Explosions In The Sky's track record of creating mesmirising sonic violence is almost unparalleled, but one thing that has eluded the band - until now - is the ability to translate the majesty of their hypnotising live shows to record.
All Of A Sudden I Miss Everyone changes that, marking as it does a huge leap forward for the band, ditching the somewhat crystalline production of its predecessors in favour of broader instrumentation and more focussed, asperous production. With increased intensity than even its ferocious predecessor, The Earth Is Not A Cold Dead Place, All Of A Sudden I Miss Everyone almost completely blurs the lines between Explosions' recorded output and their extraordinary live shows.
The Birth And Death Of The Day clashes and coruscates like not just the beginning and end of the day, but the beginning and end of the universe. It's Natural To Be Afraid roars with a fierceness that few, if any, bands can match. The addition of piano on So Long, Lonesome and What Do You Go Home To? creates a beautiful, meditative picture, while the machine-gun snare on Catastrophe And The Cure is nothing short of incendiary.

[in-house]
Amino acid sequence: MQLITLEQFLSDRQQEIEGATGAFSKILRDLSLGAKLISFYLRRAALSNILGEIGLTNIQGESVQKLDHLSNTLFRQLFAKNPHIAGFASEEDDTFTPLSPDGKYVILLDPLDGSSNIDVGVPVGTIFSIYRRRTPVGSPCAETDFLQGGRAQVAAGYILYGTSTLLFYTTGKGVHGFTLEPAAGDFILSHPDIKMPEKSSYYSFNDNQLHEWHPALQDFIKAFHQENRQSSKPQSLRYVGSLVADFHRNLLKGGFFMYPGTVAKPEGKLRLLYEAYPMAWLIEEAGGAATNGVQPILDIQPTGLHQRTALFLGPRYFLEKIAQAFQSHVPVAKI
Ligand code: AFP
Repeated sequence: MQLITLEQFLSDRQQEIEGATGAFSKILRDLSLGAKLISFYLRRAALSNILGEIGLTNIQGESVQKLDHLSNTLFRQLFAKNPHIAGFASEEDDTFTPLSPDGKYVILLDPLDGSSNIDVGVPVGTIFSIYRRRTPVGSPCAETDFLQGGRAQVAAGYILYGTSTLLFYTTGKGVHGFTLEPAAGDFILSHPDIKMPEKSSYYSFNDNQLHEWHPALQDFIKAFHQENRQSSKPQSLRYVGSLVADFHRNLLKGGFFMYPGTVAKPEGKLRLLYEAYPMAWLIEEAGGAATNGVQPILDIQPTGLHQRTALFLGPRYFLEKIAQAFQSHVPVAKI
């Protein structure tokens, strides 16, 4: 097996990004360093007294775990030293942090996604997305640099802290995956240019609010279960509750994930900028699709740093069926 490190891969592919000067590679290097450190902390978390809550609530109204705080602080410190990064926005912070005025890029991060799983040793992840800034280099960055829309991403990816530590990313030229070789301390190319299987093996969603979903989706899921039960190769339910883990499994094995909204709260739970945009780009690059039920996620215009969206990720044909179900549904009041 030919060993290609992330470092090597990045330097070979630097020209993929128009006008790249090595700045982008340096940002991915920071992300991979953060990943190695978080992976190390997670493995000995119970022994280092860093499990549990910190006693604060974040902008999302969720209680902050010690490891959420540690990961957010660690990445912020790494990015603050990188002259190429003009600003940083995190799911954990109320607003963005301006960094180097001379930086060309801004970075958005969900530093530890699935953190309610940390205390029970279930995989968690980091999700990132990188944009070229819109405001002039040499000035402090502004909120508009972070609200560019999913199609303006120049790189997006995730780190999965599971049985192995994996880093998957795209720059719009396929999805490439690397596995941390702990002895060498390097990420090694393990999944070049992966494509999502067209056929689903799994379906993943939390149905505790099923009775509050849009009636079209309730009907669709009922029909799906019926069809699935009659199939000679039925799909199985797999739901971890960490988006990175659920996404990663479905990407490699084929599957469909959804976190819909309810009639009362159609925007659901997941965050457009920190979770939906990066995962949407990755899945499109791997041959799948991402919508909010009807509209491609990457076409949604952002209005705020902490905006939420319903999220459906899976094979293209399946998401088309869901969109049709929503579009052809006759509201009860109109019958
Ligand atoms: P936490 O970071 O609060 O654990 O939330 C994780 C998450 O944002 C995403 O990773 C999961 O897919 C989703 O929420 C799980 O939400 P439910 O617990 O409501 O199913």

Proving once again that bass, guitars and drums still allow for infinite possibilities, Explosions In The Sky manage to speak with more emotional resonance than a million bands with singers ever could.